What Airline Catering Kitchen Workers Need to Know about COVID-19

What Airline Catering Kitchen Workers Need to Know about COVID-19

Printer-Friendly Versionpdf icon

Coronavirus disease 2019 (COVID-19) is a respiratory illness caused by a virus called SARS-CoV-2. Symptoms often include a fever, cough, or shortness of breath. Our understanding of how the virus spreads is evolving as we learn more about it, so check the CDC website for the latest information. The virus is thought to spread mainly from person-to-person:

  • Between people who are in close contact with one another (within about 6 feet).
  • Through respiratory droplets produced when an infected person coughs, sneezes, or talks.

Recent studies indicate that the virus can be spread by people before they develop symptoms or who never develop symptoms. It also may be possible that a person can get COVID-19 by touching a surface or object that has the virus on it and then touching their own mouth, nose, or possibly their eyes. However, this is not thought to be the main way the virus spreads. Older adults and people of any age who have serious underlying medical conditions may be at higher risk for more serious complications from COVID-19.

CDC requires faces masks on planes, buses, trains, and other forms of public transportation traveling into, within, or out of the United States and in U.S. transportation hubs such as airports and stations. Masks may prevent people who don’t know they have the virus from transmitting it to others. These masks are not surgical masks or respirators and are not appropriate substitutes for them in workplaces where masks or respirators are recommended or required.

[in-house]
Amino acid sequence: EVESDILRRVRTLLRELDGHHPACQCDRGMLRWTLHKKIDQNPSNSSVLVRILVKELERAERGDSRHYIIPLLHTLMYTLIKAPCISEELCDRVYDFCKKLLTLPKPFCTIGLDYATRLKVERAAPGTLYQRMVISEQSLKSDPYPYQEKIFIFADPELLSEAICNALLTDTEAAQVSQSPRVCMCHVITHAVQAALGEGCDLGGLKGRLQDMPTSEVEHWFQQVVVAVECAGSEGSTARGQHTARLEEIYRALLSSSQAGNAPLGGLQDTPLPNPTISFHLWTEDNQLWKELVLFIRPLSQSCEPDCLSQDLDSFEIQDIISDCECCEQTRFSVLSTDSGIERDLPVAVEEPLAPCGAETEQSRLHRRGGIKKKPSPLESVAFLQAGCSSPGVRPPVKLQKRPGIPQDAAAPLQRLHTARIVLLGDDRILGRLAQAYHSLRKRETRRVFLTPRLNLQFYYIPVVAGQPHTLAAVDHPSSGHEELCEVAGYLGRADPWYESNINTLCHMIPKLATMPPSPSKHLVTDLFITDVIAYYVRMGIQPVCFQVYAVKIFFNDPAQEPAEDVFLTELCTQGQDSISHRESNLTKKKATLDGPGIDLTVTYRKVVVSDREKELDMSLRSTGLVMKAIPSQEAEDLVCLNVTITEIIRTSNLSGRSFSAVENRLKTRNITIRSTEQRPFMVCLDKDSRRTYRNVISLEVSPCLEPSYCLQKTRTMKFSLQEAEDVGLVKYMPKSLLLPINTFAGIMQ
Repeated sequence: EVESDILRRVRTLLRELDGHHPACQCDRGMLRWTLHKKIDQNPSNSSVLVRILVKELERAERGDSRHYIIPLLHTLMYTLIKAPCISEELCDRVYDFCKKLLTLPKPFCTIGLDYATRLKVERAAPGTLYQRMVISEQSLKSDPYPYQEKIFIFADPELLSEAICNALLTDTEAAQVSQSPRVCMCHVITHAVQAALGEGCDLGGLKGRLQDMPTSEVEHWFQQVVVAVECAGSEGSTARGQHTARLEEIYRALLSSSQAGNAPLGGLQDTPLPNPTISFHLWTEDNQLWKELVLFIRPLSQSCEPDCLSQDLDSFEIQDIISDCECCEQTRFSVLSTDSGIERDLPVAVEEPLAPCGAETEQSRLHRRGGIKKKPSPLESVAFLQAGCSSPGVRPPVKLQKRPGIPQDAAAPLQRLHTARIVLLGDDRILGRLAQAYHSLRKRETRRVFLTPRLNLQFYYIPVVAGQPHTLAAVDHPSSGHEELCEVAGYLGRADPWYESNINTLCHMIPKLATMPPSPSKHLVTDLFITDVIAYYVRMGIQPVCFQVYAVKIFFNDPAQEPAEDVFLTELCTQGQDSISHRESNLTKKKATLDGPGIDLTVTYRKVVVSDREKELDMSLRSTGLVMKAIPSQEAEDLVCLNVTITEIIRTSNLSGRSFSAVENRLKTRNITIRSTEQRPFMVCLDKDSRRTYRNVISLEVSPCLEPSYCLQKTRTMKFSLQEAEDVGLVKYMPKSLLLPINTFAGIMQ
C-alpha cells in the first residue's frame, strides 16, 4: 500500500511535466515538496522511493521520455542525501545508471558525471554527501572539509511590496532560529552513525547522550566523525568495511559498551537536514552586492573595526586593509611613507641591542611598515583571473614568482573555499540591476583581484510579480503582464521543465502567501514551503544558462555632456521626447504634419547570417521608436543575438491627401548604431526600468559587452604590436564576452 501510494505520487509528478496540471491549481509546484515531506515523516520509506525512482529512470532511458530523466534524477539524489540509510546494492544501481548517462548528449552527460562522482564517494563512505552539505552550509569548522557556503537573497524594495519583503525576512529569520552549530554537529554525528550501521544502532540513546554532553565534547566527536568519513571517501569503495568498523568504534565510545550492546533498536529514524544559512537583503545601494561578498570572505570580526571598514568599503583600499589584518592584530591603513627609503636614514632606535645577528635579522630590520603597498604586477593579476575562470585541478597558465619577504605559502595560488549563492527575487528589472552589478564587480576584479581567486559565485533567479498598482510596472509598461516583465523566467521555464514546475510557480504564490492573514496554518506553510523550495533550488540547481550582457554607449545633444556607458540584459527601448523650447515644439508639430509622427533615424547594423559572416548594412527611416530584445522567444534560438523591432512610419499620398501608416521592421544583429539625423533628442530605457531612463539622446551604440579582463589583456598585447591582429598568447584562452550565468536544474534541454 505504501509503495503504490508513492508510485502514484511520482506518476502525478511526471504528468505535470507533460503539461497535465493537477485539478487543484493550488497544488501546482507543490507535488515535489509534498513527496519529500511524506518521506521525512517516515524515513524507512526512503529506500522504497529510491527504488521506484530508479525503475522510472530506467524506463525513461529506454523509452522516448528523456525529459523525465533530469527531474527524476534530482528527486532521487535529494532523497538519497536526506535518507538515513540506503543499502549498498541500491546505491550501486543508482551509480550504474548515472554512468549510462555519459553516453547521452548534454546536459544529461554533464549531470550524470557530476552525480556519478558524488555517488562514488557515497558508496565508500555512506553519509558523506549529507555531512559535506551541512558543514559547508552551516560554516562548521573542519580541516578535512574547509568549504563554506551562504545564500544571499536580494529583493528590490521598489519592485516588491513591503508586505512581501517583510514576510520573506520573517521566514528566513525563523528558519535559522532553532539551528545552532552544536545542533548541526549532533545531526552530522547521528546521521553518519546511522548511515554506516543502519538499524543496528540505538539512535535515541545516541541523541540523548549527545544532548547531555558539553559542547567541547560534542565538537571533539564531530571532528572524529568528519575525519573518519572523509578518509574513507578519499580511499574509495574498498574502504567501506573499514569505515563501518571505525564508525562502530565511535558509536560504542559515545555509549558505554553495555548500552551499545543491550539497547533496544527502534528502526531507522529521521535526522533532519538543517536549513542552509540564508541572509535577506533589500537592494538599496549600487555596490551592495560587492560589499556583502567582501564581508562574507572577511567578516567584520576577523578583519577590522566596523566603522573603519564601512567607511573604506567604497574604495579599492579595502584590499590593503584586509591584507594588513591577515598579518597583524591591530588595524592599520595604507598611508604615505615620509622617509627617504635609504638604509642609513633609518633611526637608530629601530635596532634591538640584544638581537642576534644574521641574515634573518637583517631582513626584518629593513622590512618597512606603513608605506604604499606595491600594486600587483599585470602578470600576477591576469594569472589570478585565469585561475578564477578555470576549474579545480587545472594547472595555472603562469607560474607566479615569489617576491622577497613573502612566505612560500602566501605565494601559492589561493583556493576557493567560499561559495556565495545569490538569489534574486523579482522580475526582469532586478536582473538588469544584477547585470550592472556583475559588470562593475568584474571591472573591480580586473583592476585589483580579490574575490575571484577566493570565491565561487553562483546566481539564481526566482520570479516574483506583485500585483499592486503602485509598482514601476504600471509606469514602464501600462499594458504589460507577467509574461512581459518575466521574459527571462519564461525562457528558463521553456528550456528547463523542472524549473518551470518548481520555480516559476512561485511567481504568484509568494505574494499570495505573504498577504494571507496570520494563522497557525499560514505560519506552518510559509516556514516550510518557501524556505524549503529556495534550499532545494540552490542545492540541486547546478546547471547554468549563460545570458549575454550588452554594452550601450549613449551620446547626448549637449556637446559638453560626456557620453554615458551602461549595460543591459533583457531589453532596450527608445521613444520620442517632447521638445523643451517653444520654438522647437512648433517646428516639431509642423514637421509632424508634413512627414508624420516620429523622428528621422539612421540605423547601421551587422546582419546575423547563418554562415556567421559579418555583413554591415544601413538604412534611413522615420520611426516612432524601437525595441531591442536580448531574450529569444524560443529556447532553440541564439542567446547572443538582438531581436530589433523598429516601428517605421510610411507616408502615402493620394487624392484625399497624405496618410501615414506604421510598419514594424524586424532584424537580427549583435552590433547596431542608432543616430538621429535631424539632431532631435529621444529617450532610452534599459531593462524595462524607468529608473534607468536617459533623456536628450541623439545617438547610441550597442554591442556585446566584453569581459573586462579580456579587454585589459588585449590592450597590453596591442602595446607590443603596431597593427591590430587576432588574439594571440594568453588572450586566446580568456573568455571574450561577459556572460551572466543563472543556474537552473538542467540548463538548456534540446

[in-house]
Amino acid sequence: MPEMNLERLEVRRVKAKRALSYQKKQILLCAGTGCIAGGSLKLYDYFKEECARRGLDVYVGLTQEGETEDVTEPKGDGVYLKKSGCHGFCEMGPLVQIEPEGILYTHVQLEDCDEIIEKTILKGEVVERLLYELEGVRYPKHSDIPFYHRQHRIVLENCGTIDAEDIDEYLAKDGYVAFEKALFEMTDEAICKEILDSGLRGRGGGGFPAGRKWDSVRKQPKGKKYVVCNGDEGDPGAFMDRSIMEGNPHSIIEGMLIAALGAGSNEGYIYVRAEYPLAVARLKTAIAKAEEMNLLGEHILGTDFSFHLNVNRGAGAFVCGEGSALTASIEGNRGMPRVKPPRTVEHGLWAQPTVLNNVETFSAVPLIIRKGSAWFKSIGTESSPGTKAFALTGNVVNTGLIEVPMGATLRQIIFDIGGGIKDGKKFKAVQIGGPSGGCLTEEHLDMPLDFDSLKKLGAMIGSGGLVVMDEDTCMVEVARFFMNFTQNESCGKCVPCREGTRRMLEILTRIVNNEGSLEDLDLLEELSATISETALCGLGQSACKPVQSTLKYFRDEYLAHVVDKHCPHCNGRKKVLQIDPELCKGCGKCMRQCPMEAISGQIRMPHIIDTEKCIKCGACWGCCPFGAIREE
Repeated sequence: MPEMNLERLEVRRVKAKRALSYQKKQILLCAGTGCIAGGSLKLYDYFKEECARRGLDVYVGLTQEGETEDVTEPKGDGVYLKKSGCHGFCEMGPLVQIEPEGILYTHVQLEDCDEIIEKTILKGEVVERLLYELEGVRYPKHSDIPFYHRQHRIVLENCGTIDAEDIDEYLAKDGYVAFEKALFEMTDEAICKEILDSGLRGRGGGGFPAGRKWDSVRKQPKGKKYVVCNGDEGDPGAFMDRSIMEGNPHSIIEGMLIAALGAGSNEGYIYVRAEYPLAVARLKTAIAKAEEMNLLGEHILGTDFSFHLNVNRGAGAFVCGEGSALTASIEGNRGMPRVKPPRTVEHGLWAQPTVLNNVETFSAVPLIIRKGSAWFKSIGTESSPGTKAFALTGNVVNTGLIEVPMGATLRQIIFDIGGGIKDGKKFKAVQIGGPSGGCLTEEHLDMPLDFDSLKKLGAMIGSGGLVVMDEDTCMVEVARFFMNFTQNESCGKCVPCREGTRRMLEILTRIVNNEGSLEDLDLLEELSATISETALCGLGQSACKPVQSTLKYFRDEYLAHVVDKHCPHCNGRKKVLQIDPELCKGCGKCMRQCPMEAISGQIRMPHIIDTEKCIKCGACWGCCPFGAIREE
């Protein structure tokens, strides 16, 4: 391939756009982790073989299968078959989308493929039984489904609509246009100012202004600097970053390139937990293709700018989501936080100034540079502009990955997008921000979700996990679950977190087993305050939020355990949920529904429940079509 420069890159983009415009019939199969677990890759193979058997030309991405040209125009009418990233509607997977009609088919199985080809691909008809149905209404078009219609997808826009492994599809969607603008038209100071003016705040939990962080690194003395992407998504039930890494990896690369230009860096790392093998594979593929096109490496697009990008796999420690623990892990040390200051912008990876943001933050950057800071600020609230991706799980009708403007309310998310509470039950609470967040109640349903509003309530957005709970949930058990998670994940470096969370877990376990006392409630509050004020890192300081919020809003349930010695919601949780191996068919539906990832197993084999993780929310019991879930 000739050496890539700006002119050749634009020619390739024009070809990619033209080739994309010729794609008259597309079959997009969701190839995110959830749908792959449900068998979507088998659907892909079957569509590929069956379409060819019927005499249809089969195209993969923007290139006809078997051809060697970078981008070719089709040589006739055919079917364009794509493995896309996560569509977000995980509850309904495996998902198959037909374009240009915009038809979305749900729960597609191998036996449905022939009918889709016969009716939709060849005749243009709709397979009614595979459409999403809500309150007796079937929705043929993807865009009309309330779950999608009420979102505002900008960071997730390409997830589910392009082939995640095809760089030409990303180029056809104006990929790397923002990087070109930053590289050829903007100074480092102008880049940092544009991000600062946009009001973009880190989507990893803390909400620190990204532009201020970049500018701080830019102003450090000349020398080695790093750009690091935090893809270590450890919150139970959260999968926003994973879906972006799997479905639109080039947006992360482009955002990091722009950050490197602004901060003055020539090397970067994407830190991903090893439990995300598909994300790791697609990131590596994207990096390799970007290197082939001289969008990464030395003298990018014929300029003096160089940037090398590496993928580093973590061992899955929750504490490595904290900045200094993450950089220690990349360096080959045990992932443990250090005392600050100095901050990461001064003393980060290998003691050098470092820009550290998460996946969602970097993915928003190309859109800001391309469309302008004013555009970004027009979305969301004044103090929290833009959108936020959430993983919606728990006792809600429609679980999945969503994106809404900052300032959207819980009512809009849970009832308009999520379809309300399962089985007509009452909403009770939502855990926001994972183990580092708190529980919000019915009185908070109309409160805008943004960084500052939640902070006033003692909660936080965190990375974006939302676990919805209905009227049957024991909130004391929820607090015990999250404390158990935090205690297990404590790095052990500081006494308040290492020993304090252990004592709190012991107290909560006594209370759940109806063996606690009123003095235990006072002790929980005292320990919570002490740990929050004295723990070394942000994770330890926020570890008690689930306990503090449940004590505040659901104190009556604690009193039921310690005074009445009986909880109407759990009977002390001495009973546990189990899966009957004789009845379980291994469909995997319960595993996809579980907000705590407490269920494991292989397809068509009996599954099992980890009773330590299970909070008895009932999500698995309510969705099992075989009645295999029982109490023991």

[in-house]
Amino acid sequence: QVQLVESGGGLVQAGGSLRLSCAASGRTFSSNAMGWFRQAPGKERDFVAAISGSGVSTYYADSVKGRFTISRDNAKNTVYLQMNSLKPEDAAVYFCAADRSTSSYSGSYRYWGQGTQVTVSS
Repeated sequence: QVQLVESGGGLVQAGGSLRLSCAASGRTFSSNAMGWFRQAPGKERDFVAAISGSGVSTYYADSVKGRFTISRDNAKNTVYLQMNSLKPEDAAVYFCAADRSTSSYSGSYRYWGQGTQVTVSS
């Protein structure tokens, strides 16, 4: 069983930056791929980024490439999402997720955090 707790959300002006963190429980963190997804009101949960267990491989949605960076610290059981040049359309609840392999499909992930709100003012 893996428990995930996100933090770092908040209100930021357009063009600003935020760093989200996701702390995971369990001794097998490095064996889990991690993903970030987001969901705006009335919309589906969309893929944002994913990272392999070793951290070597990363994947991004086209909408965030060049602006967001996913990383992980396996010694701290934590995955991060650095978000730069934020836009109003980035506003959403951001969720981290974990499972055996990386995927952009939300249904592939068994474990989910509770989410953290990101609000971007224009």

As an airline catering kitchen worker, how can I protect myself?

As an airline catering kitchen worker, you could be exposed to COVID-19 in situations such as having close contact with someone with COVID-19 or touching your mouth, nose, or eyes after handling frequently touched items used by someone with COVID-19 such as catering or food service carts or solid waste.

  • Limit close contact with others by maintaining a distance of at least 6 feet, when possible.
  • Follow your employer’s normal guidance for handling solid waste from both domestic and international flights.
  • Practice routine cleaning and disinfection of frequently touched surfaces, such as desks, door handles and knobs, phones, keyboards, countertops, and cart and carrier handles. Follow the directions on the cleaning product’s label.
  • Wear your normally required personal protective equipment (PPE) to perform job tasks.
  • Use gloves when handling non-disposable food service items such as cups, utensils and serving trays prior to washing as usual.
  • Proper hand hygiene is an important infection control measure. Wash your hands regularly with soap and water for at least 20 seconds. An alcohol-based hand sanitizer containing at least 60% alcohol can be used, but not as a substitute for cleaning hands with soap and water.
  • Key times to clean hands in general include:
    • Before, during, and after preparing food
    • Before eating food
    • After using the toilet
    • After blowing your nose, coughing, or sneezing